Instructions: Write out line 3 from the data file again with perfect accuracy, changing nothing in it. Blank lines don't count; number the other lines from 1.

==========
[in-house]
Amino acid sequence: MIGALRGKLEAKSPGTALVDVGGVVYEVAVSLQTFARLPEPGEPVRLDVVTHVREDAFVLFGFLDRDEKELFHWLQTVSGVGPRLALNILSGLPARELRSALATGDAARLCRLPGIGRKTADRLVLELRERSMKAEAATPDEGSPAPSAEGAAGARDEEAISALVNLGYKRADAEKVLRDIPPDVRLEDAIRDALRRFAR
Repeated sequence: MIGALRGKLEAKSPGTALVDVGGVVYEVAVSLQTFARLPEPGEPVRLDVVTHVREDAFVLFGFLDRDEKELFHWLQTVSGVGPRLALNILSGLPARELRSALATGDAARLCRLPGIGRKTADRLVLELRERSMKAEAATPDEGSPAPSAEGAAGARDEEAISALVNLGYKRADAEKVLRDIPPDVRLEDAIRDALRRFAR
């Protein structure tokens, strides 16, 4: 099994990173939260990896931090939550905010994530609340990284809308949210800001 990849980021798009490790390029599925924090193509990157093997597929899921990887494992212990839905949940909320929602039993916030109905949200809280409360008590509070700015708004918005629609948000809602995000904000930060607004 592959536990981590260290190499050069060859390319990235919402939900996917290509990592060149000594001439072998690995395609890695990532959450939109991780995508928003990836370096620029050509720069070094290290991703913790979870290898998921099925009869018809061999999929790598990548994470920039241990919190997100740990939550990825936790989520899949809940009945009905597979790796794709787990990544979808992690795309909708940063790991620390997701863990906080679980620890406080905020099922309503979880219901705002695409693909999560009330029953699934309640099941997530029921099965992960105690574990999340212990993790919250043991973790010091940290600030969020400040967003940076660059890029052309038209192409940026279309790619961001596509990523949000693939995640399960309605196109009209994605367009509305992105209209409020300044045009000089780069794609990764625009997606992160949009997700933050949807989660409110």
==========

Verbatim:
Repeated sequence: MIGALRGKLEAKSPGTALVDVGGVVYEVAVSLQTFARLPEPGEPVRLDVVTHVREDAFVLFGFLDRDEKELFHWLQTVSGVGPRLALNILSGLPARELRSALATGDAARLCRLPGIGRKTADRLVLELRERSMKAEAATPDEGSPAPSAEGAAGARDEEAISALVNLGYKRADAEKVLRDIPPDVRLEDAIRDALRRFAR